The US Senate has approved a bill that allocates USD 369 billion for combating climate change by supporting the development and use of clean energy technologies, electric car purchases, and energy efficiency measures, among other things. However, the country’s goal of achieving net zero emissions by 2050 could prove challenging as estimates show solar and wind capacities would have to be installed on a total area larger than California.
The bill passed through the Senate by a 51-50 margin, and is expected to be approved by the House of Representatives later this week and then signed into law by President Joe Biden, who has described it as “historic.”
Under Biden, the US has rejoined the Paris climate agreement, after the administration of former President Donald Trump formally pulled out of it in 2020. At the COP26 international climate summit in Glasgow last year, Biden said the US would cut its emissions in half by 2030, and reach net zero emissions by 2050.
The bill is expected to help reduce US emissions 40% by 2030 against 2005
The authors of the bill believe it could help reduce the US’ greenhouse gas emissions 40% by 2030, compared with the 2005 levels. The bill envisages tax credits for companies to build and buy climate-friendly technologies, from solar and wind power to energy storage and carbon capture.
Solar, wind, energy storage, and carbon capture technologies would be incentivized
It also includes up to USD 7,500 in tax credits for buying electric cars, and USD 4,000 for the purchase of used electric cars, as well as subsidies for households to replace natural gas boilers with heat pumps. The bill would also ensure USD 30 billion in grants and loans to states and power utilities to switch to clean energy, impose high fees on companies for excess methane emissions, and provide financial incentives for farmers to drop climate harming practices.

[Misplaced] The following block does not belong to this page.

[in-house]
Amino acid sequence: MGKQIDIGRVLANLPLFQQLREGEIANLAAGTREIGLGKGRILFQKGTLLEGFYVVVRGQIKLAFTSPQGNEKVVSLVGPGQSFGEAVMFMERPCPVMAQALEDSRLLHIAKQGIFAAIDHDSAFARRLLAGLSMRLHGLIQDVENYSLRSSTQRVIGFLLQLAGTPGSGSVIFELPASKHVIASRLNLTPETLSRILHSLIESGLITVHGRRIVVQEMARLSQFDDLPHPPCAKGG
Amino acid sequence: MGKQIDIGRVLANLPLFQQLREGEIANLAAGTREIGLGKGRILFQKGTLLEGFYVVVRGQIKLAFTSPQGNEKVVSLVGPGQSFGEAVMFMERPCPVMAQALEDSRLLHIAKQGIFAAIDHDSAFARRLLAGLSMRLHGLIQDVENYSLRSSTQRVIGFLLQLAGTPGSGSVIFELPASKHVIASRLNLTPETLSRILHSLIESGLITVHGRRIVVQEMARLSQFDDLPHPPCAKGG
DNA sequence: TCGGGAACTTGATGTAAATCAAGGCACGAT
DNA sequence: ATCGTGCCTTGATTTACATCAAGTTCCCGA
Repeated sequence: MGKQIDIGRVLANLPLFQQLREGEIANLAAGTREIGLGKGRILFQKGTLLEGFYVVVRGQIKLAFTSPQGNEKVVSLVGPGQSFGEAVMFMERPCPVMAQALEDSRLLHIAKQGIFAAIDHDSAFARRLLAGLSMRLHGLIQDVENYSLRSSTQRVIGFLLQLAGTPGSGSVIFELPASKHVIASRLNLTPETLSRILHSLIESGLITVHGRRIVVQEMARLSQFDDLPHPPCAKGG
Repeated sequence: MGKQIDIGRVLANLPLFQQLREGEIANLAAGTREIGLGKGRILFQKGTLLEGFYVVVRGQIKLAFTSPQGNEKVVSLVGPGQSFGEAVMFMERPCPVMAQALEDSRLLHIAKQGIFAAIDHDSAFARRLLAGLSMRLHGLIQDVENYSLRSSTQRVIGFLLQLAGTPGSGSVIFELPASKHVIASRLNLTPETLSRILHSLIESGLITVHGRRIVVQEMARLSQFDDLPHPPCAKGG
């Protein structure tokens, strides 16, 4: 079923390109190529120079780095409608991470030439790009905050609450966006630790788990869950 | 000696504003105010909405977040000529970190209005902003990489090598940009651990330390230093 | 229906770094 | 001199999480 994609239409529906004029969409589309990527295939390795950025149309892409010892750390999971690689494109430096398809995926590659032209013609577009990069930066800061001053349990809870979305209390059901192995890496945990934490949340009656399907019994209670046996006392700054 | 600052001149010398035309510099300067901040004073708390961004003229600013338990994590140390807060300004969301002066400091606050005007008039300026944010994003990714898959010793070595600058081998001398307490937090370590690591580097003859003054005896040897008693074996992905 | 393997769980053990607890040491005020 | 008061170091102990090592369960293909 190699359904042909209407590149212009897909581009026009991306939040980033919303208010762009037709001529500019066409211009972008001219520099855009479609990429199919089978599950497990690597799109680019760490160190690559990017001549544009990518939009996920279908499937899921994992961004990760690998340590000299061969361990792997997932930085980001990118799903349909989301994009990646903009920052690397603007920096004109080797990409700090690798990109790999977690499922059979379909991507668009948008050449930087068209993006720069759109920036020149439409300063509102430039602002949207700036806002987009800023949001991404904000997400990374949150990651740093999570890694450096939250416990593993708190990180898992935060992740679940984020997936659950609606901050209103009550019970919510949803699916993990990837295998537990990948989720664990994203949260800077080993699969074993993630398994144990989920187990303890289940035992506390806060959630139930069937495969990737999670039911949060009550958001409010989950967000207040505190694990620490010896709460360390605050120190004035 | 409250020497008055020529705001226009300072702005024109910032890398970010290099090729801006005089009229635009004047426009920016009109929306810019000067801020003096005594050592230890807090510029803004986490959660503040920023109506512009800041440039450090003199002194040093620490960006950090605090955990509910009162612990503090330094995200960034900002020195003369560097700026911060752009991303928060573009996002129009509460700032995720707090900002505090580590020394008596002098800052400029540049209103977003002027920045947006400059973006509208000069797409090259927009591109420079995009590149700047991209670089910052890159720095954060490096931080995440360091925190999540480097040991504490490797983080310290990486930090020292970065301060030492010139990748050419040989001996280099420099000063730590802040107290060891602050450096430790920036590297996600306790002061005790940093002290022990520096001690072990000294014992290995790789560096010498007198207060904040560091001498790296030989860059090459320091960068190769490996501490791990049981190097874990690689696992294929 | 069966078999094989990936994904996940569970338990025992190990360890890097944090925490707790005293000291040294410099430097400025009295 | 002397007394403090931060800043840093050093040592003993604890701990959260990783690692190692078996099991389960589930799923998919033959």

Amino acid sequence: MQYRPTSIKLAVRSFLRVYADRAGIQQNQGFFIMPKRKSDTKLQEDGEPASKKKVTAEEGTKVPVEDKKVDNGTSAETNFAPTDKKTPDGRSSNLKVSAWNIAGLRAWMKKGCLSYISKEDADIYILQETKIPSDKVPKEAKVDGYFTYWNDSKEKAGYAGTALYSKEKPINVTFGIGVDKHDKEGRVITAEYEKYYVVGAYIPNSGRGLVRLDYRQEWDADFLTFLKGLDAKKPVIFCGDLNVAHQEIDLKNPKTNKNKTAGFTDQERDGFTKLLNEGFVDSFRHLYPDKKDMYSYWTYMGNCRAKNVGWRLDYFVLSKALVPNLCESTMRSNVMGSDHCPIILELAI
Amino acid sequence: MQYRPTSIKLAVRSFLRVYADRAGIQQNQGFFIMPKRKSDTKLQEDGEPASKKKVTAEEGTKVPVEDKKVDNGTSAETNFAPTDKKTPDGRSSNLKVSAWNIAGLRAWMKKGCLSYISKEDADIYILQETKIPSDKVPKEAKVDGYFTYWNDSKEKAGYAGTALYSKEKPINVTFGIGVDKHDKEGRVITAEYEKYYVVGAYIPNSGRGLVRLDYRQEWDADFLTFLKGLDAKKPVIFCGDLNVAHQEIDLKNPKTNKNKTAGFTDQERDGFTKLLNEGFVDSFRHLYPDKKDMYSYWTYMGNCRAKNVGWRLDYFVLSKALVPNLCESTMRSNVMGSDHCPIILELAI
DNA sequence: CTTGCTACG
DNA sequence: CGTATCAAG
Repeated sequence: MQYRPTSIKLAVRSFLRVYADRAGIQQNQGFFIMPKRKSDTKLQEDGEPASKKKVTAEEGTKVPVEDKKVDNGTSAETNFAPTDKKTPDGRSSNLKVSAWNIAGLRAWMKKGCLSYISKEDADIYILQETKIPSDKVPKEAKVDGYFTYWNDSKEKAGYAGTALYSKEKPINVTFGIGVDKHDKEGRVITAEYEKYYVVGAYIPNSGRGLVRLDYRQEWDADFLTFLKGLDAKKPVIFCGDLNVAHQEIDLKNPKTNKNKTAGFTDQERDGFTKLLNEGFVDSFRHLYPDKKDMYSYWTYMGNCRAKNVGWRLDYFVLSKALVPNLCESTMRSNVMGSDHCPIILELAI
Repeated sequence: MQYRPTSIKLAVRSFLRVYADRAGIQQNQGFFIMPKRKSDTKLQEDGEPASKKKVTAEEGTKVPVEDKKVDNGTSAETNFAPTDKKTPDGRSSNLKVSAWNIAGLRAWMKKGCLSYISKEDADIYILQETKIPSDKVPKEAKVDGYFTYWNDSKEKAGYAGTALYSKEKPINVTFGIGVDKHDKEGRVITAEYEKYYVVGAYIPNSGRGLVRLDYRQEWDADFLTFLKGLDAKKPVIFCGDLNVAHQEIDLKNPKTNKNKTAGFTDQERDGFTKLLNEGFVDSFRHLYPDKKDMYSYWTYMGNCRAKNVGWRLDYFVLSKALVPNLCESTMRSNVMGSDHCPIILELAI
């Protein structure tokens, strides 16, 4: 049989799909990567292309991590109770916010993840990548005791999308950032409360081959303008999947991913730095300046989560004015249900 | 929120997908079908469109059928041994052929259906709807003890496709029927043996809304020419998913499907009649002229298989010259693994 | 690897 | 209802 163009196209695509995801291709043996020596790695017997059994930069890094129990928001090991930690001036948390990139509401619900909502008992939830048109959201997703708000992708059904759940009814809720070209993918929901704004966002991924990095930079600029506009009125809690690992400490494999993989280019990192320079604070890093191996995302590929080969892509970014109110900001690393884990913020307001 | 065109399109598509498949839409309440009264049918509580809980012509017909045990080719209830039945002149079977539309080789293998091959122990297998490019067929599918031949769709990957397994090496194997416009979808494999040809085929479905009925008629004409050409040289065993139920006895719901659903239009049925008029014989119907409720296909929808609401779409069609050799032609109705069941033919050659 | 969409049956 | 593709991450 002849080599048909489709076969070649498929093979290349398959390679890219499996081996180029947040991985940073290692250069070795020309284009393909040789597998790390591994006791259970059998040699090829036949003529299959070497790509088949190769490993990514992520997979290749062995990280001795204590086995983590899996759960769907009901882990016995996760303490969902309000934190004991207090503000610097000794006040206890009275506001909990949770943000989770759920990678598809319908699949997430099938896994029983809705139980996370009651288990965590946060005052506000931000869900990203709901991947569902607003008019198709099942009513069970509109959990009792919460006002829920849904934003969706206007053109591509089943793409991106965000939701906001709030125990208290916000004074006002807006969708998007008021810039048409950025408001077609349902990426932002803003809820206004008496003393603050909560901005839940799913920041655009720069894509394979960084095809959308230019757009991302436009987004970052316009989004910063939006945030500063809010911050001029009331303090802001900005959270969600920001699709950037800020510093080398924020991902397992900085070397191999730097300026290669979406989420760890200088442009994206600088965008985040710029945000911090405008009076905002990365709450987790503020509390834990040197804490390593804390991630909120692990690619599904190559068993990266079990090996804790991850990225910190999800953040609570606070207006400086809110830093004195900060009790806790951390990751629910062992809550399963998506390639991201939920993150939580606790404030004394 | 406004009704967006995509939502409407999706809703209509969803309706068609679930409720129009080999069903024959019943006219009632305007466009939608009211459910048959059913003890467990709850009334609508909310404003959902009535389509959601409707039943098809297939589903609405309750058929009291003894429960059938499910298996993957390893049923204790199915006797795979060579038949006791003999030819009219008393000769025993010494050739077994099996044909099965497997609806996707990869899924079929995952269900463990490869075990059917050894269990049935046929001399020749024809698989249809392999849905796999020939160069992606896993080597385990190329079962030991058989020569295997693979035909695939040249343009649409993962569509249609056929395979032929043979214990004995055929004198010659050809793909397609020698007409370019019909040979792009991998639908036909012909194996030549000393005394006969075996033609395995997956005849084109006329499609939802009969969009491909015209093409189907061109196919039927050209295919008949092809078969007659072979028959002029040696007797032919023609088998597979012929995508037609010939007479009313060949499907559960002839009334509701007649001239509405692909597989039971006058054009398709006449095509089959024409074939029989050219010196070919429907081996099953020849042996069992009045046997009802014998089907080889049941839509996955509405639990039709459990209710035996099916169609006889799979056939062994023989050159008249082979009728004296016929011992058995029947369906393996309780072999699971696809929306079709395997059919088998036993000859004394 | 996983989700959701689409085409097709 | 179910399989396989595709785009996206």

America’s encouraging move clouded by China’s decision to pull out of bilateral climate talks
The bill’s approval in the Senate comes just days after China suspended its climate talks with the US, raising fears that global efforts to curb global warming may suffer a serious blow.
The latest diplomatic row between the world’s two biggest greenhouse emitters was prompted by a recent visit by Nancy Pelosi, the speaker of the US House of Representatives, to Taiwan, which China considers its territory.
Cooperation and strong action by the US and China is critical for averting catastrophic global warming, given that the two countries together emit some 40% of the world’s greenhouse gases, according to experts.
Securing enough land for renewable capacities might prove challenging
San Francisco, California (Photo: USA-Reiseblogger from Pixabay)
According to The Los Angeles Times, researchers from Princeton University estimate that zeroing out US carbon emissions by 2050 could require installing solar panels and wind turbines across more than 225,000 square miles, an area much bigger than California.
Installing enough wind and solar capacities would call for vast areas of suitable land
The newspaper also reports that there is a misperception that there is plenty of land, because solar power plants and wind farms have to be built in specific places. Finding adequate sites for renewable energy projects, according to the report, could be challenging due to opposition from landowners and Native American tribes.